The decision to place II and III in the context of a triple album is a risky one. Because those two LPs represent new ventures for Swallow the Sun, the band puts viewers in the position of experiencing these records as parts of a gargantuan whole, rather than as unique deviations from a previously established norm. On its own, an album like III is an excellent addition to the Swallow the Sun catalogue; it need not the structure of Songs from the North in order for it to make sense.
The same goes for II, which is a lovely if familiar experiment for the band. Swallow the Sun has never released a "stripped down" LP before, but its prowess with acoustic and atmospheric interludes is well established by this point. As such, II represents a refining of an already existing feature in Swallow the Sun's repertoire rather than an outright expansion in the way III is. Still, II and III are interesting enough as experiences that it would have been reasonable, if not expected, for the group to release them as standalone albums.
By linking new experiments like II and III with the par-for-the-course I, Swallow the Sun diminish the individuality of the former two. To be fair, as a "normal" Swallow the Sun record, I has a lot to live up to; Emerald Forest is the apotheosis of the group's style at this point, and following it up is a difficult task even for musicians as adept as these. I is a good but not great outing, which makes getting through the remaining hour and a half of music a challenge, despite the many brilliant moments therein.
Fortunately, because Swallow the Sun is of such a high caliber, even an experience as overstuffed as Songs from the North features some standout moments. The earth-rumbling "Empires of Loneliness" (III) deftly uses booming horns in the background to further drive home the sledgehammer punch of the guitars. Church organs perform a similar function on "Abandoned by the Light", also on III, which is one of the frostiest tracks Swallow the Sun have ever put to tape. On the lighter end of the spectrum, instrumentals like "Womb of Winter" and "66°50´N,28°40´E" (coordinates of Salla, Finland) on II let the group show off its compositional prowess. Frontman Mikko Kotamäki is a solid vocalist, one able to convincingly alternate between gutteral doom growls, shrill black metal screams, and smooth (if a bit warbled) clean vocals, but it's nice to hear the instrumentalists in the band take center stage, given their aptitude at crafting vivid sonic tundras.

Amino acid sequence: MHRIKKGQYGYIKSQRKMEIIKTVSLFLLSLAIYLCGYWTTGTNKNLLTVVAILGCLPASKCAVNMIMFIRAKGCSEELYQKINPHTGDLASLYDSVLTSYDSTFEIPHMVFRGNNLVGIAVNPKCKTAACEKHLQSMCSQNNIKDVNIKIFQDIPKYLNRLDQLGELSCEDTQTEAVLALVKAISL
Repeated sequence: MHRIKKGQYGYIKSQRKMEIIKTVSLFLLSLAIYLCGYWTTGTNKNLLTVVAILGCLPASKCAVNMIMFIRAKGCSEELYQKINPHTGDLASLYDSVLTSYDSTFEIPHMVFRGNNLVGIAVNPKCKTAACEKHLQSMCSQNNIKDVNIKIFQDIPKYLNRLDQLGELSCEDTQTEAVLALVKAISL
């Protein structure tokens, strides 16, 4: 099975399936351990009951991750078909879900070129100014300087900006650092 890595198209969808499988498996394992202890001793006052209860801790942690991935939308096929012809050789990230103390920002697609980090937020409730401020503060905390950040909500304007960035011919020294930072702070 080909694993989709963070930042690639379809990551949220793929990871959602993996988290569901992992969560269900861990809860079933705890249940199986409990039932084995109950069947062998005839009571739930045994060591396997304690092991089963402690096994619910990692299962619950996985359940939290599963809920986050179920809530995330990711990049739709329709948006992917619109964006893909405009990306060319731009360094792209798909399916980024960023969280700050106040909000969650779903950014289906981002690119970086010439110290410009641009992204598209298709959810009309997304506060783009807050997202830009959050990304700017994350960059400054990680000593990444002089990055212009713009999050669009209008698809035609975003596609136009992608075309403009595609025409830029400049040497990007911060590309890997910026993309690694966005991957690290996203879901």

As a whole, Songs from the North is not a case of failure but of overreach. There is no reason why any of these albums could not have been released in a standalone fashion, nor does their presentation here reveal why they had to be made into a triple LP release. Ostensibly, these three recordings are meant to signify the totality of the Swallow the Sun approach to music. However, Emerald Forest is a magnificent encapsulation of the group's style, and it does so in just over a third of the time that Songs from the North takes to make the same point. Part of the former album's success is that it seamlessly integrates the moving parts of Swallow the Sun's repertoire; the latter, by contrast, offers up each part plainly individuated and expanded. Simply put: it's not that there isn't anything to love in Songs from the North -- there's plenty, especially on II and III. Instead, the listener is given far too much. With such excess, "too much of a good thing" though it is, diminishing returns are bound to follow.